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  • Julius Chang

Doing your duty: Duty of Care for Business Travel



What is duty of care?


For many people, business travel is an essential part of their job. With globalization more employees than ever are traveling as part of their role and increasingly to high risk destinations all over the world.


While travel opens up many new business opportunities, it also means that employers have to make sure their staff is covered in case of any sudden event, including crime, lost passports, and even natural disasters while traveling.


Most employees know how to act prudently to avoid particular risks while abroad.


Still:


There are unforeseeable circumstances that can jeopardize business travel and even put people’s lives in danger.


This is why companies need to understand duty of care, which is the moral or legal obligation for employees to ensure the safety and wellbeing of their employees.

In the past, this has been seen mainly as a concern for large businesses in western countries. However, it is important for any company that requires its staff to travel abroad, even for a short time.


Also:


Providing duty of care to employees is a legal obligation in many countries.


Duty of care is also where a corporate travel manager can step in and assist.


They are often not only able to take care of booking flights, accommodations, but also able to act as contact between the employer and the employees while providing extensive support in the case of emergencies or unfortunate events.


When duty of care applies


Duty of care does not only apply in the case of life-threatening emergencies. When traveling, your employees are exposing themselves to several unfortunate events, such as:


  • Missing a flight

  • Losing passports or other documents

  • Illness or injury of a traveling companion

  • Natural disasters (who doesn’t remember that pesky Icelandic Volcano that paralyzed European aviation for weeks!)

  • Terrorist attacks


Although it is often impossible to prevent those circumstances, you can help your employees by offering them a complete cover against these cases. This policy should also cover travel companions, as well as the relatives who are traveling with members of staff.


In other words, duty of care implies improving your staff’s wellbeing, from the pre-booking phase of their trip until the moment they come home again.


How do you ensure duty of care compliance?


Duty of care is an important feature that companies, small and large, should offer as part of their business travel program as soon as they start seeing a larger number of employees traveling.


To ensure compliance, companies must implement proper business travel management practices.


This includes choosing the right means of transport, safe accommodation, providing business travel insurance, providing destination-specific security alerts and additional services, and knowing where your employees are if something does happen.


Common duty of care practices includes:


  • Travel risk insurance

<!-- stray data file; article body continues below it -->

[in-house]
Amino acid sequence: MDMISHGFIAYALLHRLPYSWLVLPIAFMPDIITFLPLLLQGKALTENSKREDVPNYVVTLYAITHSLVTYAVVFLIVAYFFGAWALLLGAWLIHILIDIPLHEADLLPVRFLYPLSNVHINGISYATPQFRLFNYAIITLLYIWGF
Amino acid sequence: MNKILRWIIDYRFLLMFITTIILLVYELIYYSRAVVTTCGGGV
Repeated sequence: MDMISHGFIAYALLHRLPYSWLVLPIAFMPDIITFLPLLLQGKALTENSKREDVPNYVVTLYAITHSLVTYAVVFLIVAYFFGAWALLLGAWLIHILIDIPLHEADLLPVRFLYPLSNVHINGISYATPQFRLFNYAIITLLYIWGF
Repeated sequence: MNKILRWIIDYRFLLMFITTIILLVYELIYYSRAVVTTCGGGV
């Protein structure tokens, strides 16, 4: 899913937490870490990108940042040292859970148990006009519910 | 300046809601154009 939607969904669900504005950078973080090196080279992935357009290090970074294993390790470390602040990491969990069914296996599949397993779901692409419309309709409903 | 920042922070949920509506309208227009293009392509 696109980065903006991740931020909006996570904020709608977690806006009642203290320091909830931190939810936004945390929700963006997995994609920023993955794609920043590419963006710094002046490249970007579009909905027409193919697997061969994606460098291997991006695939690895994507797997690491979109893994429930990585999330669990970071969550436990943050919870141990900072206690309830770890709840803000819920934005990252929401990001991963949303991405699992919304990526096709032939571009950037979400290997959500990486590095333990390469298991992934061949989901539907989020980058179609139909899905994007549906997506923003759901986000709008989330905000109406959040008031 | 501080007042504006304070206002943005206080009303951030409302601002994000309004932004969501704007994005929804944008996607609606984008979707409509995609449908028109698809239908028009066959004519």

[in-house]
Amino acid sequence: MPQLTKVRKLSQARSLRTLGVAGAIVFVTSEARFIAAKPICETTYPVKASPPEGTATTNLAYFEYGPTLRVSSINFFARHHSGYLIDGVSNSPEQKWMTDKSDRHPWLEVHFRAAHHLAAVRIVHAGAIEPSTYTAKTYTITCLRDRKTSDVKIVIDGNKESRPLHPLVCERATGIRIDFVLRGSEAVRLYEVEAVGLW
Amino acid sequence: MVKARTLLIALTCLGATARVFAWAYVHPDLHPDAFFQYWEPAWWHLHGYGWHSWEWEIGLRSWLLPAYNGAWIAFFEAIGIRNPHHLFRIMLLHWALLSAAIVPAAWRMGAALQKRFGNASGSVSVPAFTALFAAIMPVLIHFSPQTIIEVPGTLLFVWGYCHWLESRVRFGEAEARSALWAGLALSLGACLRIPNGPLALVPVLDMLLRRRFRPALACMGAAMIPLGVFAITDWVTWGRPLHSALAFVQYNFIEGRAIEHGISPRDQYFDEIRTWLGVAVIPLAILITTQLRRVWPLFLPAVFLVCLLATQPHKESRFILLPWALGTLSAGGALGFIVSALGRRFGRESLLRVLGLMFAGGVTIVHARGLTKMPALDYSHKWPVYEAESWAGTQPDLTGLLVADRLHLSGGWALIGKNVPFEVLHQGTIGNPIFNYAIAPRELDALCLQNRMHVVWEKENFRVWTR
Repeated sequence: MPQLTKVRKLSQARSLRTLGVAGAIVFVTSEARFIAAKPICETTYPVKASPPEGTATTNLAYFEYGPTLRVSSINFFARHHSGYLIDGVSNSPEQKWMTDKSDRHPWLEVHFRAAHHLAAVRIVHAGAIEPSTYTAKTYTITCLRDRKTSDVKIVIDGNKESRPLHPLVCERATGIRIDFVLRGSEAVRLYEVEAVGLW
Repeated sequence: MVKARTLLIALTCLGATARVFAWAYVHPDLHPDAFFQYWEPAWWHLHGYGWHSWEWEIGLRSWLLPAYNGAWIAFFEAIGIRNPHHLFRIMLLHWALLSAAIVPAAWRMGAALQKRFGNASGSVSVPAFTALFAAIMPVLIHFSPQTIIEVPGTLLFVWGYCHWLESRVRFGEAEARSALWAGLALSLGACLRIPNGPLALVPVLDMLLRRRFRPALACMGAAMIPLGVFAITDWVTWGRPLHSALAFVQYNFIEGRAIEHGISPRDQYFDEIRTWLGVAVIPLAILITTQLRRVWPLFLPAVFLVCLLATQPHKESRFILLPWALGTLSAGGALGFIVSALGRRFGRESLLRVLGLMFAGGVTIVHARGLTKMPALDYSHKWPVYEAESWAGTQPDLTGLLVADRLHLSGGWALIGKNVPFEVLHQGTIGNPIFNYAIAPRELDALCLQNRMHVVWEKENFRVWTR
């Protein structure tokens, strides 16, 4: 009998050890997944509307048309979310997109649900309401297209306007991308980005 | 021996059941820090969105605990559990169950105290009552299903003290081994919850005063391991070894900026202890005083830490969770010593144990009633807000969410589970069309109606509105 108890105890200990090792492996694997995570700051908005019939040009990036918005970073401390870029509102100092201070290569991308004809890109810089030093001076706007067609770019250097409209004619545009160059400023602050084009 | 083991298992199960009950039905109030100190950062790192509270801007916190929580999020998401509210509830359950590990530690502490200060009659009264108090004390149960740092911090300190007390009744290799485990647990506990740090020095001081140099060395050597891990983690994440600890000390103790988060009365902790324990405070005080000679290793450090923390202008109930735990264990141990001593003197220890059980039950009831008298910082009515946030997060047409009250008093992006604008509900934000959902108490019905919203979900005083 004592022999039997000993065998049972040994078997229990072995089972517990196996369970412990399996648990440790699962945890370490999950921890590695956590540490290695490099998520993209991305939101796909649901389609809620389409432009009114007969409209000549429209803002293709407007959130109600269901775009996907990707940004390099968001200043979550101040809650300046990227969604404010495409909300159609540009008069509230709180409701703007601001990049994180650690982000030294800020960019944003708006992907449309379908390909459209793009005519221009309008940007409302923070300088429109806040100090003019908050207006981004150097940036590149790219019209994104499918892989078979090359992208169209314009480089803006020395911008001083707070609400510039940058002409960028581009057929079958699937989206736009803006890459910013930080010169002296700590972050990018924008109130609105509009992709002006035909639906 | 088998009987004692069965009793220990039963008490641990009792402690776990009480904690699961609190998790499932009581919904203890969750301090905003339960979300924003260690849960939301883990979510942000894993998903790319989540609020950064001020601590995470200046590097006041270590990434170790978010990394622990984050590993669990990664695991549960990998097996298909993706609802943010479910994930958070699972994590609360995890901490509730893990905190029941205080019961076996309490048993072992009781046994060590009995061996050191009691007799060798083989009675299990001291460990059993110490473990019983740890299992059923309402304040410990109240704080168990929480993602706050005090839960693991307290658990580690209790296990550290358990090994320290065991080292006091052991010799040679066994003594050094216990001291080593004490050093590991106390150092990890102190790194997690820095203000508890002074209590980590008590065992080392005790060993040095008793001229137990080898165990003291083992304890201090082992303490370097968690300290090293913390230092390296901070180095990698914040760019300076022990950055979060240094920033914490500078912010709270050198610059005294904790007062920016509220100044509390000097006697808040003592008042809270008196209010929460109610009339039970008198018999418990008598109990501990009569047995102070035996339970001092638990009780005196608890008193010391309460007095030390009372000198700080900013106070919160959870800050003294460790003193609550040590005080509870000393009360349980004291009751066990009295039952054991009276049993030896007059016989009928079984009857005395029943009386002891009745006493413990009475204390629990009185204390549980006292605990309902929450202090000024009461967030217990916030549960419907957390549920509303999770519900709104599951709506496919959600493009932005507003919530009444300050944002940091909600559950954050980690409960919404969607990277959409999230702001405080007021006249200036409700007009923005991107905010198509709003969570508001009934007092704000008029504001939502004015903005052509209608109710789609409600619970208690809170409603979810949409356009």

• Security risk alerts per destination

  • Ability to limit travel to high risk destinations

  • Require employees to book via approved travel providers

  • Database of employee emergency contact details

  • Integration with global security information providers to provide alerts to employees on trips

  • Access to the medical history of traveling employees

  • Ensuring traveling employees have the required immunizations


Ensuring compliance not only gives the employer peace of mind, but also protects it against any legal exposure that could arise from not having implemented a sound duty of care policy.


Duty of Care in Asia


Duty of care is still an emerging concept in Asia and there is generally a relatively low awareness compared to the rest of the world. Most jurisdictions in Asia do not have workplace Duty of Care legislation.


The companies that offer Duty of Care to its employees are usually foreign Fortune 500 companies that are operating in the APAC region. However, it is important to note that Asian companies setting up operations in markets such as the UK, US, or Australia will have to comply with local regulation.


How a corporate travel manager can help


When traveling, employees are exposed to a wide variety of risks. This means that companies have the legal and moral obligation to provide solutions to reduce risk and ensure the safety of their employees.


If you are looking for an expert in this field, a good option is to hire a corporate travel manager. Nowadays, even the smallest companies can delegate the implementation of their business travel management to trusted travel management companies.


Corporate travel managers can help you analyze your travel program and understand what health and security measures are required with the destinations that your employees visit.

They can also provide you with employee tracking tools that will allow you to know exactly where your employees are at any given time.


A good corporate travel manager can also help you beef up your duty of care program by integrating with travel risk management companies such as International SOS or WorldAware.